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Is your advisor a fiduciary?

Recently we received an inquiry from a client regarding the suitability vs. fiduciary debate. Jeff sent the client a message and I felt compelled to share it with a few comments here.
Before we get to that though, what is a fiduciary and why should you care? Most advisors are brokers, and as such they are held to what is called a suitability standard. This means that as long as they can prove the mutual fund, insurance product or investment they sold a client is suitable for that client then they have met their obligation. A fiduciary is held to a higher standard. As a fiduciary, any recommendation we make to our clients must not only be suitable, it must also be in the client’s best interest.  Specifically, if an investment pays a large commission and a reasonably similar investment does not, a fiduciary is obligated to purchase the one with a lower cost while a broker can elect the instrument that pays the most.  Most people assume their advisor is a fiduciary but in actuality the vast majority of financial advisors are brokers. 

Here is what Jeff sent out: 

The proposed change to the governing rules is being opposed by Broker/Dealer firms afraid of the necessary disclosures and fiduciary standards that ALL investment professionals should be held accountable to.  These Broker/Dealer firms are fearful of the increasing transparency regarding fees passed onto the client.  They are also fearful of losing their “suitability” standards, which allow brokers (read sales reps) to sell products and services to clients at very high expenses, select funds that benefit the parent company more than the investor, and overall open up potential liability to the sales rep for not acting like a fiduciary.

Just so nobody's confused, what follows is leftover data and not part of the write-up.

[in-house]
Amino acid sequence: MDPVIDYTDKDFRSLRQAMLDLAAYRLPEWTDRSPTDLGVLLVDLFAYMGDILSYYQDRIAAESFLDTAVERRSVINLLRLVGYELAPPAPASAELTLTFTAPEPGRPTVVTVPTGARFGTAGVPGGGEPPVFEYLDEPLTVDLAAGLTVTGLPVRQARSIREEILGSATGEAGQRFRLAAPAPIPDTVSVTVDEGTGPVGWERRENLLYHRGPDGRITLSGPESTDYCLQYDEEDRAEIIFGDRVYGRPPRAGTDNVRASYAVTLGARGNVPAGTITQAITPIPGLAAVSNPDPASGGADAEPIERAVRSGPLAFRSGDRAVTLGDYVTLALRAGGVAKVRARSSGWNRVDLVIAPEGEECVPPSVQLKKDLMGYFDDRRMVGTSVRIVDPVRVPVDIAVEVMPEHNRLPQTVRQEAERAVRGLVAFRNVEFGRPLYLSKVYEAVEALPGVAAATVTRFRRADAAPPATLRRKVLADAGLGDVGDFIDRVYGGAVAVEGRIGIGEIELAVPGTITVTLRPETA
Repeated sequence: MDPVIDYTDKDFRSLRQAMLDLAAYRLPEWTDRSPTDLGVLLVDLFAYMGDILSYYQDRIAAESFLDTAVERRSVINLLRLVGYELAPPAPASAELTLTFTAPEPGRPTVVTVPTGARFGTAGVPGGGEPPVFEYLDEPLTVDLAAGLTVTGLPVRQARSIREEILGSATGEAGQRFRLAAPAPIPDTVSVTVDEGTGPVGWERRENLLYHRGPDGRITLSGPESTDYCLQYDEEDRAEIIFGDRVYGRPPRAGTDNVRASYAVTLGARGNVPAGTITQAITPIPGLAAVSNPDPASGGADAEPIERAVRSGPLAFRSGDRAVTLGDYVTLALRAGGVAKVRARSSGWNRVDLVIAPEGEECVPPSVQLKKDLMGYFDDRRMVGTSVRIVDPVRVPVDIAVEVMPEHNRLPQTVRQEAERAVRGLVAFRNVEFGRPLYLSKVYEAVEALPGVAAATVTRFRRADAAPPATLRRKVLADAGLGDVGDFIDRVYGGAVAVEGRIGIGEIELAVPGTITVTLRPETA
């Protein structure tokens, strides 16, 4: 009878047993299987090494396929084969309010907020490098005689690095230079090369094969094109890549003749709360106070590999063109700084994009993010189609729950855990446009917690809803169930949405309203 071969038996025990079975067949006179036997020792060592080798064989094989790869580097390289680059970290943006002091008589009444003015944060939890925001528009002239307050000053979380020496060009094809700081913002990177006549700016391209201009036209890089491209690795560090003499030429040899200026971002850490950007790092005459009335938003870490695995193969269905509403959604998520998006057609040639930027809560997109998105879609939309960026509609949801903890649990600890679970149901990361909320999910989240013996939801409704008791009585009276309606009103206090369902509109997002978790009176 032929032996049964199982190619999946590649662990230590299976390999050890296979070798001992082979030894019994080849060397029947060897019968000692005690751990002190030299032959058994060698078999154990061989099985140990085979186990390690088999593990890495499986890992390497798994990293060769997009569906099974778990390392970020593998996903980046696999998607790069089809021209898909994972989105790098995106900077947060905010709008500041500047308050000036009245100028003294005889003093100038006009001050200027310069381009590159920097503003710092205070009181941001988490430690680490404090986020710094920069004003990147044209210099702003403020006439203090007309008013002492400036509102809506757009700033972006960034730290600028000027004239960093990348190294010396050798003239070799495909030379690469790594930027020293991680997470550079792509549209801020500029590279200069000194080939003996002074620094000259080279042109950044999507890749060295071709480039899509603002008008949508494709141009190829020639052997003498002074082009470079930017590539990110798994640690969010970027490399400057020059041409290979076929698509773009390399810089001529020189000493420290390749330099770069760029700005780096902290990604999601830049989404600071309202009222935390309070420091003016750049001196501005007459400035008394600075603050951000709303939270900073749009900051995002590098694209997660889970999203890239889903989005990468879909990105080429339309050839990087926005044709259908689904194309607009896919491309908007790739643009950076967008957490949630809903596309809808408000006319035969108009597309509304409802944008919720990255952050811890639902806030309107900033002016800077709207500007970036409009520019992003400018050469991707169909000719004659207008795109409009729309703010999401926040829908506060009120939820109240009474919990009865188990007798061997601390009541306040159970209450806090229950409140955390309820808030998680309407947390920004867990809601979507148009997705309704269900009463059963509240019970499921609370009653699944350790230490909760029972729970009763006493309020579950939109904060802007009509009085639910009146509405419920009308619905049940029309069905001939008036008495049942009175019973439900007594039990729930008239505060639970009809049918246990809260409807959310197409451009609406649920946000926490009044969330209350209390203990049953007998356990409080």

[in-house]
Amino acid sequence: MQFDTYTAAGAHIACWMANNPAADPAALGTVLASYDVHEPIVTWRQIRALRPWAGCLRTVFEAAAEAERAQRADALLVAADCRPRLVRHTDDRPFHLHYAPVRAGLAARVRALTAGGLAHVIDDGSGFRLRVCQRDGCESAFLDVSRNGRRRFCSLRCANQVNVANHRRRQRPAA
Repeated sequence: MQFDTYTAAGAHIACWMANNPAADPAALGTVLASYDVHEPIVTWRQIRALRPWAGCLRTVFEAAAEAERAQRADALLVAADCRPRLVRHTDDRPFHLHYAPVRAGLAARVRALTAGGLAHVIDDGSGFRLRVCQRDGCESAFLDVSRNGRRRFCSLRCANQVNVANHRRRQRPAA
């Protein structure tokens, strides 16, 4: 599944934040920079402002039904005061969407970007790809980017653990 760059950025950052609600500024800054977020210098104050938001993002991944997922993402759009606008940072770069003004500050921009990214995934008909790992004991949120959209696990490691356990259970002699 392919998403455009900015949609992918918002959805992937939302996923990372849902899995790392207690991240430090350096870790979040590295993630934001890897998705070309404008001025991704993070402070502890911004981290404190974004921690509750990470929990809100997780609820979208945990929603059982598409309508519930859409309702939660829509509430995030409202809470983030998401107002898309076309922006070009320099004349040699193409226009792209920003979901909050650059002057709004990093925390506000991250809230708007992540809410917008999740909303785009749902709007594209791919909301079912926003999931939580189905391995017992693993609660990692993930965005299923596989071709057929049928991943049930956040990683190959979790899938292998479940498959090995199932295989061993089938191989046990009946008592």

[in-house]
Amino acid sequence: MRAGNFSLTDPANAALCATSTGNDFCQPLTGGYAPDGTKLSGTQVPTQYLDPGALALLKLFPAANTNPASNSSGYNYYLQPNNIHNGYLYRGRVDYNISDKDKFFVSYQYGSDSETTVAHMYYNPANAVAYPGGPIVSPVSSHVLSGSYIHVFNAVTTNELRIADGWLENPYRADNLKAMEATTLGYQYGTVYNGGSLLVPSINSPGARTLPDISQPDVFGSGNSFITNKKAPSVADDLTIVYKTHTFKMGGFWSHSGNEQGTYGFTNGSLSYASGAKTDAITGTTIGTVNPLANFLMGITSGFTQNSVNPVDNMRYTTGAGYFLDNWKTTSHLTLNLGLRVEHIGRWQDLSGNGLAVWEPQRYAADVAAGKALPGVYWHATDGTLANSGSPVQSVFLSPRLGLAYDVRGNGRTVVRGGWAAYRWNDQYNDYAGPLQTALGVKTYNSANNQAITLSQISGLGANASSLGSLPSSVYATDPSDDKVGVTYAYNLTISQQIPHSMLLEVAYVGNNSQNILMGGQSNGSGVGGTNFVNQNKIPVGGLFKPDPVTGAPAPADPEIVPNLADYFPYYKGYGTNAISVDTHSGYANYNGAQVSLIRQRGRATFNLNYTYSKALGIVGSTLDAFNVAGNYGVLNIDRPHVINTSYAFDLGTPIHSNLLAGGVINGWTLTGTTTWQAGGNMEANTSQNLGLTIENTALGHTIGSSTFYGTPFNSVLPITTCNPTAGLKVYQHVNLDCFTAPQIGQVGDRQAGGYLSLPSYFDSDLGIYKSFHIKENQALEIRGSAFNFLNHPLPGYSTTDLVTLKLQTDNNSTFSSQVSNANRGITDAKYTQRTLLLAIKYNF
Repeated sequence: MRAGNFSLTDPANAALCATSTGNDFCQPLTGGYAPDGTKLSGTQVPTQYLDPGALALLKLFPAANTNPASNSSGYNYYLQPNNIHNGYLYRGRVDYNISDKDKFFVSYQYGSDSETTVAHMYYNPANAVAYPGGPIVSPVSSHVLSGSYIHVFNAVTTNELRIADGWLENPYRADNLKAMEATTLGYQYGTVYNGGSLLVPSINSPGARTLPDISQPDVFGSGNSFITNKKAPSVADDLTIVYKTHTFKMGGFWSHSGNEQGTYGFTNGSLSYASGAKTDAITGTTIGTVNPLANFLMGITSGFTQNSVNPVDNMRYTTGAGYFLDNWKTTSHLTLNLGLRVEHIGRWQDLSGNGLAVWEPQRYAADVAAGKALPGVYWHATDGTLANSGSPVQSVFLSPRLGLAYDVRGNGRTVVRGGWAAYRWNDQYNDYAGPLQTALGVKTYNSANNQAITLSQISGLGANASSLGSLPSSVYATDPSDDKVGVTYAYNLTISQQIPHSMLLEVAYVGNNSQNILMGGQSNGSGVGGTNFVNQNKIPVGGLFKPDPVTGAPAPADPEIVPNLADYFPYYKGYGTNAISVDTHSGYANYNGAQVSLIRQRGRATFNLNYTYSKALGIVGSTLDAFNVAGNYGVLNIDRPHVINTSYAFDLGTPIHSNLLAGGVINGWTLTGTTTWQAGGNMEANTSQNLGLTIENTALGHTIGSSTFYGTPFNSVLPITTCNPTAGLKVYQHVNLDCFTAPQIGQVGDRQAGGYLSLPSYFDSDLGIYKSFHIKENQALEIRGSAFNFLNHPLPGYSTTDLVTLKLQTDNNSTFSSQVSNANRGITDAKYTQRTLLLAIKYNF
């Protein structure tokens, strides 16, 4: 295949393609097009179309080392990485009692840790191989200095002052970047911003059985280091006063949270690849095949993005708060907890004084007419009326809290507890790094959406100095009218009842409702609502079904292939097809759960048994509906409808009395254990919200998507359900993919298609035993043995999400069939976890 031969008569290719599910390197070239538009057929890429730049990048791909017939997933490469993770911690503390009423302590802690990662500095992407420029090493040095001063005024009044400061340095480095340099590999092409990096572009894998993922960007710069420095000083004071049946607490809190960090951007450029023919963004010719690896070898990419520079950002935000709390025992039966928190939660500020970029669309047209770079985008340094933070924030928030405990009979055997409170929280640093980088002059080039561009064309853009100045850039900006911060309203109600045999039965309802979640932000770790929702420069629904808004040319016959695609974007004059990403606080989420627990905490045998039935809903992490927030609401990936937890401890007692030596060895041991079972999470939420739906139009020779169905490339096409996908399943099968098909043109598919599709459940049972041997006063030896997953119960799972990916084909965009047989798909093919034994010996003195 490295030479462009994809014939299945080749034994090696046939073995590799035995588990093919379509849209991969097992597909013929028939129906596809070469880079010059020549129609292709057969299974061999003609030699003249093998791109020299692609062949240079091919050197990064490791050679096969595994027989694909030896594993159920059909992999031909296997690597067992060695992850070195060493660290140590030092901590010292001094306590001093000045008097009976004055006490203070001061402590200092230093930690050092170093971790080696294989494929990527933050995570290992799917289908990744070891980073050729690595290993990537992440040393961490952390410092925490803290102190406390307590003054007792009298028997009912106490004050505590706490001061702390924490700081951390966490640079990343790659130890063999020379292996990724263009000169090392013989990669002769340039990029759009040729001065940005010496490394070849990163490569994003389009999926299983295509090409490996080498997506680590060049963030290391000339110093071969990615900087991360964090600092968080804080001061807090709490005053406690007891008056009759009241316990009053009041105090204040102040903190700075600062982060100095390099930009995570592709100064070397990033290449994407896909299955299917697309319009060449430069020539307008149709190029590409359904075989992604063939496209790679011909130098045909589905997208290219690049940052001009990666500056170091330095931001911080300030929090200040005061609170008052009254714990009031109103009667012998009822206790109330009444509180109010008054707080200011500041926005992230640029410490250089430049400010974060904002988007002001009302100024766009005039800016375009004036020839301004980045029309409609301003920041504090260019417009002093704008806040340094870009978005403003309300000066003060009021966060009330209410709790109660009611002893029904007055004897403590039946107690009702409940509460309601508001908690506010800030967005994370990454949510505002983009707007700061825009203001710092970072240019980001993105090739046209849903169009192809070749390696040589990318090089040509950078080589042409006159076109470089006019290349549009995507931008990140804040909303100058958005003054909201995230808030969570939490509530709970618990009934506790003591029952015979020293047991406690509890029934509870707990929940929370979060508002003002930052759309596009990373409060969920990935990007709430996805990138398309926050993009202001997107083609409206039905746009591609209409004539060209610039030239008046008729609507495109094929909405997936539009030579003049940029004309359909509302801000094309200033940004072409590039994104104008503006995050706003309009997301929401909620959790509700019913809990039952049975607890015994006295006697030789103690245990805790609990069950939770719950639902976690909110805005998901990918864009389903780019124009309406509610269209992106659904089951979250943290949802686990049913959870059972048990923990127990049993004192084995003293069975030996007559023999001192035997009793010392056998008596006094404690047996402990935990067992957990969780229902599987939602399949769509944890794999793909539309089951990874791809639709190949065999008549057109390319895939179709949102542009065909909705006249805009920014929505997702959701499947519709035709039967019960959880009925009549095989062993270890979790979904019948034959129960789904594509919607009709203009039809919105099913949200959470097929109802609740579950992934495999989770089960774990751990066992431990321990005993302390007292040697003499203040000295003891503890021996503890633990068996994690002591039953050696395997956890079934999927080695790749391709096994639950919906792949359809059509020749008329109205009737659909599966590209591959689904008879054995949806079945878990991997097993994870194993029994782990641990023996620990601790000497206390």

To be clear, a fiduciary is legally bound, like an attorney or a CPA, to do what is in their clients BEST INTEREST.  A suitability standard allows a broker to hide behind “suitability” rules to protect themselves from liability for bad decision making, price gouging, hiding fees, etc.  Who wouldn’t want the company and person in charge of the investment side of the business to be held to the fiduciary standard?  Yet the industry opposes this move.

My recommendation is to run from companies where they are clearly defending their own turf at the expense of their trusting clients.

For more information on the suitability standard vs. the fiduciary standard look here or at the CFP website for the CFP Boards comments on the topic.    

I am a CFP ® so I tend to side with them regarding the rules governing clients interactions.

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